It Must Be True – Because I Read It

A. And if it wasn’t true they wouldn’t have printed it…

B. Because I read it. Me. Not some other unimportant person. Me.

C. And anyway, if it wasn’t true, it ought to be true.

D. Because I want it to be true.

F. No, I don’t remember where I read it. I just did. Somewhere.

G. And why are you asking all these questions? Are you a communist? You sound like a communist…

H. Because you’re asking all these questions, that’s why.

I. Go on – prove you’re not a communist.

J. That’s not proof. Anyone can belong to the Republican party and be a Catholic and a Knight of Columbus. You probably have DAS KAPITAL in your bookcase.

K. I’ll bet you voted for Trump. Or Putin. Or Clinton. Go-on. Try to weasel out of that one.

L. Well you would have if you were a citizen. That just goes to show you.

 

 

 

 

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Possible Is Not The Same As Probable

And neither of them are proven. All three terms are separate in the language and the law. Time to separate them in social media.

Let us take the case of a public figure: Ronald Gump, the President of the Republic of North Mexico. Mr. Gump has the problem that his election angered his political opponents to such an extent that they have never let him be in peace to actually act as president.

They’ve found that the astute use of the social media can keep the man in the firing line of constant abuse and ridicule – even if there is no basis upon which to found this. All they need is people who are of the same mind* as they to keep passing and re-passing the memes – to keep suggesting and sneering and accusing and hinting. Once they start these things off, all they have to do is put in some suggestive headline – no matter how trivial  – to keep the ball rolling.

Mr. Gump would have been wise at the start of his presidency to ignore the social media entirely – as notice taken or anything said merely serves to fuel more hatred. The quick internet response can be a very damaging phenomenon.

The gravest casualty of this whole affair has been the faith which sane people used to put in the media – a credulity that has been largely destroyed. The term ” fake news ” has supplanted the older ones of ” propaganda ” and ” lies ” and makes things seem somehow more amusing and less harmful. ” fake ” is fake, and fake is never good.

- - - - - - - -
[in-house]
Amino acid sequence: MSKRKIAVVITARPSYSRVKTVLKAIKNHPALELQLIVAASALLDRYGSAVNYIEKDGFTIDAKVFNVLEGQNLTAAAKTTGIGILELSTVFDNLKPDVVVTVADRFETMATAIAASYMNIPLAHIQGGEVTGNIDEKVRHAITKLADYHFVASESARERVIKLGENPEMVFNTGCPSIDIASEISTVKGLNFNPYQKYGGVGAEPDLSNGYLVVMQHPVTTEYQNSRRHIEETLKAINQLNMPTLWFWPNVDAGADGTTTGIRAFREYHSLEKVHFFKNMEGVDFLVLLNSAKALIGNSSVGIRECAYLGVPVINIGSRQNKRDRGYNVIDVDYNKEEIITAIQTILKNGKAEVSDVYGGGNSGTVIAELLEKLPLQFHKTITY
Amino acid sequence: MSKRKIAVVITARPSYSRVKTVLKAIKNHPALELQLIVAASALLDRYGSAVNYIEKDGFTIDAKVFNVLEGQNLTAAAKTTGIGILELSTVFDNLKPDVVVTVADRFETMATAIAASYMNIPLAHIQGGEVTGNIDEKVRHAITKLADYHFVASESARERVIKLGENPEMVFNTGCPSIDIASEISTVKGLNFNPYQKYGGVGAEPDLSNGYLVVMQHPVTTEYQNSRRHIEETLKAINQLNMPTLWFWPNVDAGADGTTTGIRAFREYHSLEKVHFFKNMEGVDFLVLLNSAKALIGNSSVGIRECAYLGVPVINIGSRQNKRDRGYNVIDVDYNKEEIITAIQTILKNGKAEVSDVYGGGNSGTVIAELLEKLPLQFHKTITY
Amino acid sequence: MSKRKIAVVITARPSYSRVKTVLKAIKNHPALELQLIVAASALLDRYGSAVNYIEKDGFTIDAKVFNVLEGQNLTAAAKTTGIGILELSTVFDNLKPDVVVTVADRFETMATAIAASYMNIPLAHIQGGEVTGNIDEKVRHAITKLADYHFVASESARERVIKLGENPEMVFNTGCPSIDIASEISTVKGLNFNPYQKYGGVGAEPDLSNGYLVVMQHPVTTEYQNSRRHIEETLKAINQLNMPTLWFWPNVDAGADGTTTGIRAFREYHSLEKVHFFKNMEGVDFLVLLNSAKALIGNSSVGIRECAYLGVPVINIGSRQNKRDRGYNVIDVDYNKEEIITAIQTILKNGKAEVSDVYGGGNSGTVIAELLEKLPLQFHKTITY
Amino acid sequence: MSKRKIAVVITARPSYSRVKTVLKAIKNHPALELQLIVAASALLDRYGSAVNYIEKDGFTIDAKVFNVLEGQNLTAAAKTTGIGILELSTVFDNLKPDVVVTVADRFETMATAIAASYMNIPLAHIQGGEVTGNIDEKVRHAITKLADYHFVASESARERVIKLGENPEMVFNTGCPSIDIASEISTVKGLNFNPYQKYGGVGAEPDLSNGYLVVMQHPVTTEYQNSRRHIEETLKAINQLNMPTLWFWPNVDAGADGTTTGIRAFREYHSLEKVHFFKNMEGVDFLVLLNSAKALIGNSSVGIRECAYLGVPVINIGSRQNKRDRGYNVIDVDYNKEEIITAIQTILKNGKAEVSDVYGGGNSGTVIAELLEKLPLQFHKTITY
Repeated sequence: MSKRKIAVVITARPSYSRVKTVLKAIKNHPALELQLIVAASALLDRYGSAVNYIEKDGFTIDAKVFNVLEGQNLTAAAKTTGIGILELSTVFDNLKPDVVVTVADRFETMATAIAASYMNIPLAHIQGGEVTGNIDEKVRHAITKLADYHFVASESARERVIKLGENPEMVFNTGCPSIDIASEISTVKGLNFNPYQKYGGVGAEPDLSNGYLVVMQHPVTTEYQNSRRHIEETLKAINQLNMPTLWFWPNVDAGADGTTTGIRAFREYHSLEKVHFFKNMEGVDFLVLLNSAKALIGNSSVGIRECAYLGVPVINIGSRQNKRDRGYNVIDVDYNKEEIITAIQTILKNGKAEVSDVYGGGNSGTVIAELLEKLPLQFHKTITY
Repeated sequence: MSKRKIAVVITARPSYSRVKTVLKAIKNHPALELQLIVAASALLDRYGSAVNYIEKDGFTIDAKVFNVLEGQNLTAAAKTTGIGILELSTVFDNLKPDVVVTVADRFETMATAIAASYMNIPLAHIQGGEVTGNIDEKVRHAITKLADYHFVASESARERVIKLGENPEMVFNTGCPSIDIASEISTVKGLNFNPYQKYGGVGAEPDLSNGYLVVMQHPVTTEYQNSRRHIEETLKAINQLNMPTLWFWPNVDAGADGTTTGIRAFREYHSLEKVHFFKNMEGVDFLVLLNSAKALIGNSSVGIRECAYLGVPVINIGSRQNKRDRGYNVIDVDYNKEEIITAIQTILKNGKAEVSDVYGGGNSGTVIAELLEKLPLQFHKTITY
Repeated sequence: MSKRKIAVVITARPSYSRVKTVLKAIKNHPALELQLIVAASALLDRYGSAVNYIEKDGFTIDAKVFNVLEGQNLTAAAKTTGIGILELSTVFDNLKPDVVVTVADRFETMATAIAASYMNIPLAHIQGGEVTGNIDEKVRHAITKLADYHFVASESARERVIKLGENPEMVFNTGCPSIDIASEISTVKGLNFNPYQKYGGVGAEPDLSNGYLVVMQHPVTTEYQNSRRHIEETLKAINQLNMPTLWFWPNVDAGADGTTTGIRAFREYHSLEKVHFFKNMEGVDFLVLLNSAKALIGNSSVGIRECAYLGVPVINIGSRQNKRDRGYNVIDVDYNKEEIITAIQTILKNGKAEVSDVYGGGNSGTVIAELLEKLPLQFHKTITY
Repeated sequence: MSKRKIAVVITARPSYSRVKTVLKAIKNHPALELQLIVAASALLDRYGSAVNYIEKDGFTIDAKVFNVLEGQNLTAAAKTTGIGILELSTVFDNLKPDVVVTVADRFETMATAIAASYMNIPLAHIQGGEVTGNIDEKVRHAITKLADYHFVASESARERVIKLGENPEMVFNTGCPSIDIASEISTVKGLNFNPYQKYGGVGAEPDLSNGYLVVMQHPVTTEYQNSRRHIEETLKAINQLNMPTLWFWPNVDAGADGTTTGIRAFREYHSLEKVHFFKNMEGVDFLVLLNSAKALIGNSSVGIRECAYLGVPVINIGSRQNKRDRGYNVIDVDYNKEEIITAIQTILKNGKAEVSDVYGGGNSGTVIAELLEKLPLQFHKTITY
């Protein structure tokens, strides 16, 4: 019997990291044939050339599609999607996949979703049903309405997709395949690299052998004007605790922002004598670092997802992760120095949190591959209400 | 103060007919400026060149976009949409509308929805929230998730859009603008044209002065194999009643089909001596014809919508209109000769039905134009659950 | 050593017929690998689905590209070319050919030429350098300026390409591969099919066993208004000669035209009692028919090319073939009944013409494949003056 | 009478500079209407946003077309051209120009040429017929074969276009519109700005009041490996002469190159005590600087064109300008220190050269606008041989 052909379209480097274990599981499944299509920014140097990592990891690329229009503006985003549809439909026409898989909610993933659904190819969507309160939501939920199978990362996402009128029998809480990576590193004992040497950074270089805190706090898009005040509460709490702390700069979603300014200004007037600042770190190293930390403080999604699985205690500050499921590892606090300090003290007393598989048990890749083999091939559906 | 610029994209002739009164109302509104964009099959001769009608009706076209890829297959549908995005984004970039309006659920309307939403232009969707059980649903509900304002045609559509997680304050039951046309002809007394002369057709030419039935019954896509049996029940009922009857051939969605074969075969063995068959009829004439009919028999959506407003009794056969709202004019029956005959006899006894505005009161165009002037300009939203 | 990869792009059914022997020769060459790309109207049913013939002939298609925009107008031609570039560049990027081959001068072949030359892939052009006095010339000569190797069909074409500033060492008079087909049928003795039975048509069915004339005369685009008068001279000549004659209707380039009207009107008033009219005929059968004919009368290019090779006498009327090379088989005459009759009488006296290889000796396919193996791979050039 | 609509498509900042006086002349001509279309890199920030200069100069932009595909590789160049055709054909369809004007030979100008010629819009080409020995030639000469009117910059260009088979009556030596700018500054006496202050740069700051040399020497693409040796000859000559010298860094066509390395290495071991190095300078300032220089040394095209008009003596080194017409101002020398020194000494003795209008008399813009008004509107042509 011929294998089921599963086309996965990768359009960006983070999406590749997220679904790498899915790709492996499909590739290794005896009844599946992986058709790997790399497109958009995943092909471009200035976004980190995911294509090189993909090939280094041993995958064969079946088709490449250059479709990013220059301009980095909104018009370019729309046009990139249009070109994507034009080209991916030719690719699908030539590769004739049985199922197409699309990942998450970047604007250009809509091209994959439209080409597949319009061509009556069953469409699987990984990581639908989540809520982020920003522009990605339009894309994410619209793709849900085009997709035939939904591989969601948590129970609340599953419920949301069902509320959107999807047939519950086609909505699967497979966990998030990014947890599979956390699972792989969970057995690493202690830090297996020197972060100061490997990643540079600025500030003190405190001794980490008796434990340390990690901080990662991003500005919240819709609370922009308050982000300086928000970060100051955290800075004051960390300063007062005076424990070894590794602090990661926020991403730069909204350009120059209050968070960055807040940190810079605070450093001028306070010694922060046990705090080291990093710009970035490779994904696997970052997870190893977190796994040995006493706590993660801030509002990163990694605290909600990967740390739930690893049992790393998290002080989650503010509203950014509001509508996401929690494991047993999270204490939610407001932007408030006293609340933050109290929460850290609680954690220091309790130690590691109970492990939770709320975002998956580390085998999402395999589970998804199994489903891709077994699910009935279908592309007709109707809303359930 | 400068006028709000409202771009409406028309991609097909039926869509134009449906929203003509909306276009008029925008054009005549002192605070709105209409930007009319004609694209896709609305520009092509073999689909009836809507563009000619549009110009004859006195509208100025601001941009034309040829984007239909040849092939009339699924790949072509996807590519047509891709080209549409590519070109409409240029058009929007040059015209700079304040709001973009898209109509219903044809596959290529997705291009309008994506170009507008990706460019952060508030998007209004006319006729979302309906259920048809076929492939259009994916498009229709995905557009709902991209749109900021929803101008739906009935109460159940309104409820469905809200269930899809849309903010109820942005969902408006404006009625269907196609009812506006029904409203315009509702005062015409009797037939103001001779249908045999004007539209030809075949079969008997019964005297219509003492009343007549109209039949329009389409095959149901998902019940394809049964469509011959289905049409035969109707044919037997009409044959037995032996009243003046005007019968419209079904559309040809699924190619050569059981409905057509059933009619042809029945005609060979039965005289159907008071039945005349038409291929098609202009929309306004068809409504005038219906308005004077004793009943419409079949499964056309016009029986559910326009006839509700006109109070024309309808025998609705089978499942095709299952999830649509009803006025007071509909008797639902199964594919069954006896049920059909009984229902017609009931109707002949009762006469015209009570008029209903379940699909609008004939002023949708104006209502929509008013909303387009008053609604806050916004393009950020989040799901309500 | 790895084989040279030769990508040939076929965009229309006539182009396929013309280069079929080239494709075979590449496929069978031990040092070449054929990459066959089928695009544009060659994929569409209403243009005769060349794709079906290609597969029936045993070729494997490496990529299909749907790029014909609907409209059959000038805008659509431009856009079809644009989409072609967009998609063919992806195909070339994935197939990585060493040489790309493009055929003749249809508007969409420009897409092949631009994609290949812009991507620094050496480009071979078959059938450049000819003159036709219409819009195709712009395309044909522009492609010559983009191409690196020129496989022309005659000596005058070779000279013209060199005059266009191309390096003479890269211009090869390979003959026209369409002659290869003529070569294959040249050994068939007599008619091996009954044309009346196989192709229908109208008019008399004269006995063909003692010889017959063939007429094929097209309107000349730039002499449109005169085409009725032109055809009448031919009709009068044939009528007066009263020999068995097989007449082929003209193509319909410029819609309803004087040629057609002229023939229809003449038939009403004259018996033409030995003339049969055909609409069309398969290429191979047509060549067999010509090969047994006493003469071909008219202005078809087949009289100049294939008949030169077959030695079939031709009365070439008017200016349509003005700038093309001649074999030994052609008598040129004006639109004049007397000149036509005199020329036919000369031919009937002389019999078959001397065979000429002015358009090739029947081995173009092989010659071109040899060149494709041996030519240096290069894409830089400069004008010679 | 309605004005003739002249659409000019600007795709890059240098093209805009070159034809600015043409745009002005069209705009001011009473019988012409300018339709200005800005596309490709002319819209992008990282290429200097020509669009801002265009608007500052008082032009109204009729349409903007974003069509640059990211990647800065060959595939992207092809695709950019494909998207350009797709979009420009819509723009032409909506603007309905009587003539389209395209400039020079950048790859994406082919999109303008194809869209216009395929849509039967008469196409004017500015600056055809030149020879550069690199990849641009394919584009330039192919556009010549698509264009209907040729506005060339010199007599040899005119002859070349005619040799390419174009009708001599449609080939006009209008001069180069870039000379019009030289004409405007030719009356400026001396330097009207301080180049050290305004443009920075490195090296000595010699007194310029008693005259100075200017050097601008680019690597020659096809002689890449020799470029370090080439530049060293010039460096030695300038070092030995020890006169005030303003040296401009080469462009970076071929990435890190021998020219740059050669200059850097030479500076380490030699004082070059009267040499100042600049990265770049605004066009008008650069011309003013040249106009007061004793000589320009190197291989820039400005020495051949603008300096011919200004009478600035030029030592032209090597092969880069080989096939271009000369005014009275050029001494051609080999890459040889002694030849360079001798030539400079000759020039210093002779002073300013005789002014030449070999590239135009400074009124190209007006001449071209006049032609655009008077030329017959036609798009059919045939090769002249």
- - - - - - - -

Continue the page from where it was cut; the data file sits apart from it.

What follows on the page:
*  I may have used the wrong word there. It probably should have been ” mindless “.

Fast And Furious

The Fast And Furious  title seems to appear on a number of things – motion pictures, toys, models, appearances, etc. It heralds motor car chases, firearms, and gasoline explosions. I should imagine that a number of the participants will wear revealing clothing – which may be offered for sale at licensed establishments. I don’t know whether it is associated with a snack food or chain of restaurants, but it is still early days.

I do encounter F&F enthusiasts on the streets and freeways of Perth, however. They are distinctive in their grey and black cars that look all alike and their driving style: Zoom up behind someone, flash the high beams, honk, and dive around them…to then slow down to the same speed as the rest of the slow lane.

I don’t think that they have road rage. I think they just have rage, and it is probably evident everywhere they go and in everything they do. They are probably fast and furious in the grocery store, at the post office, and in the toilet. That would explain the sounds of the explosions in there…

What I’m really hoping for is a series of popular movies and commercial spin-offs entitled The Slow And Considerate. It could still have very small explosions but the motor cars need not tumble end over end. No-one need be covered in oil. They get to wear comfortable garments and use thee air conditioner. And the behaviour of the S&C fans on the freeway would take place mostly in the left lane, but not during rush hour. There would be courteous merging.

 

I Am Not A Monster

While I admit to being a senior citizen, model maker, and studio photographer – serious charges in themselves – I must deny the assertion that I am a monster of cruelty. I do not mock the afflicted nor harass the indigent. I am kind to animals, with the exception of mosquitos and cockroaches. I obey traffic signs and harsh words from the wife.

Thus, when I receive evidence that a friend has fallen for some sad internet hoax, I do not point the finger of scorn. I take pity upon them and remain silent. This is not the silence of collusion – it is commiseration. I, too, know what it is to be fooled by plausible tricksters…and I’ve lost money to them. The last thing I should want when I finally detect  fraud is to have to bear scorn as well as loss.

Friends – there are any number of trolling, fyshing, scamming productions that can come through your social media or through general searching on the net. Whenever you see something that is either too good or too bad to be true, it is just that. You do not need to fear, nor to react, to any of it. But if it helps to relieve a little of the tension, by all means open up the Snopes website and see if the thing that is troubling you has been debunked there. In most cases you will find that this is so.

Even with the most innocent of enquiries, answers can be harvested that will do you or someone else harm. The best thing to do is not give any answers on the net. Anything that you need to ask or answer can be dealt with between you and your physician, dentist, lawyer, religious adviser, or 6th grade home room school teacher. If it is really heavy-duty stuff you can call in a policeman or a magistrate. These are the individuals who have real power for good in your world. Depend upon them.

The internet has been a blessing for a lot of us – I mean, who wants to go out into the street looking for a cat on a rainy night when you can get a picture of one on Facebook? But it is a cursèd blessing, and the curse is the easy way it makes nonsense sound like truth.